Massey has 26 years of investment experience, including broad experience in trading, competitive and negotiated underwriting
and distribution, as well as management and compliance supervision.
Yet, when the California Debt Advisory Commission (CDAC) decided to take a closer look at the competitive versus negotiated underwriting debate in late 1991, the commission and its staff were not fully aware of the pitched battle it would encounter between proponents of each method of sale.
This article describes the evolution of the commission's involvement in this study, the rocky road followed by CDAC in completing its work and ensuing events that have added to the controversy surrounding the debate over competitive versus negotiated underwriting.
As staff began to assemble a technical reference piece on competitive versus negotiated underwriting, the issue brief format was selected as a means of providing issuers with user-friendly information in a fairly short document (six to eight pages) Given the limitations on length, the most arduous task CDAC staff faced was to provide comprehensive coverage of a complex subject in a condensed form.
The document, whose contents are outlined in Exhibit 1, includes discussions on the strengths and weaknesses of competitive and negotiated underwriting, the factors to consider when making a method-of-sale decision and alternative approaches that certain issuers may want to consider.
If the commission harbored any illusions about there being general agreement on the issue of competitive versus negotiated underwriting, such notions were quickly dispelled when staff submitted its initial draft of the issue brief to CDAC's Technical Advisory Committee (TAC).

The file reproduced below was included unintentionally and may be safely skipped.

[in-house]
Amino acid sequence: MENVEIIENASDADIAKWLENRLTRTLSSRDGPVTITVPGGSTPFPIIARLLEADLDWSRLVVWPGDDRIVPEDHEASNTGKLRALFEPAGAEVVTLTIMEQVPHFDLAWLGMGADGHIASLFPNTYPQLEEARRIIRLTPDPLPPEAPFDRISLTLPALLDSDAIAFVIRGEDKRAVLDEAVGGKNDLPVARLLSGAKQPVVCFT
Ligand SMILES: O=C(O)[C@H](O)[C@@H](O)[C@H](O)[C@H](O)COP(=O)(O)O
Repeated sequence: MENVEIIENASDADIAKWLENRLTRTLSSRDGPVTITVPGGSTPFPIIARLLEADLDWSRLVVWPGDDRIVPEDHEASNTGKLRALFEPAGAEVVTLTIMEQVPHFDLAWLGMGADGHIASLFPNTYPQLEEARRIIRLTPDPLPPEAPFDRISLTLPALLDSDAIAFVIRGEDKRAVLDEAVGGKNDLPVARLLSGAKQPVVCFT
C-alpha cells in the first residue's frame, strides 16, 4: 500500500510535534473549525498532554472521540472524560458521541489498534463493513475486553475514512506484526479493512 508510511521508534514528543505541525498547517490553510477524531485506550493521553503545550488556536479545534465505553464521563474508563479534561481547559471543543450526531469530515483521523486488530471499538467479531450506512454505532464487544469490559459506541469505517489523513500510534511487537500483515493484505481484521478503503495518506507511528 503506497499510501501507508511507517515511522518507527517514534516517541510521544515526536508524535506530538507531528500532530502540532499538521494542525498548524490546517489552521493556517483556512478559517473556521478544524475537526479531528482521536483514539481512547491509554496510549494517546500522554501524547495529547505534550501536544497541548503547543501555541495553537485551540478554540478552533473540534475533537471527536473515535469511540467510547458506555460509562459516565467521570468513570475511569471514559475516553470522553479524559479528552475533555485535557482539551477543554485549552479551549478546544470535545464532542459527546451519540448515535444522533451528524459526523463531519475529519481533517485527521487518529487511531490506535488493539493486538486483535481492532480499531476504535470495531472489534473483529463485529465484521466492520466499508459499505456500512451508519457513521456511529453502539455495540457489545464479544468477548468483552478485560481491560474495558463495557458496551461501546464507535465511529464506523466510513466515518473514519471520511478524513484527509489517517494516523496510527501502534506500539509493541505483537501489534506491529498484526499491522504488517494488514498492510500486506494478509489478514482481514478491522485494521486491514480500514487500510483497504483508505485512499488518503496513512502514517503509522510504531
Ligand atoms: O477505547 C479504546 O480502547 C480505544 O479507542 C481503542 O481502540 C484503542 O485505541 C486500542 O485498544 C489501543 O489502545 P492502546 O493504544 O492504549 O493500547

While CDAC's research efforts sought to raise questions about the preponderance of negotiated underwriting in California, and while some commission members have wanted to encourage greater use of competitive sales, CDAC has maintained the position that both methods of sale have their place in keeping public debt issuance costs to a minimum.
"A Comparison of the True Interest Costs of Competitive and Negotiated Underwritings in the Municipal Bond Market." Journal of Money, Credit, and Banking, vol.
"Comparative Costs of Competitive and Negotiated Underwritings in the State and Local Bond Market." Journal of Finance, vol.
Competitive bidding, which used to be the norm, has been eclipsed by negotiated underwritings
, which now account for approximately 75 percent of the aggregate dollar volume of long-term municipal bond offerings.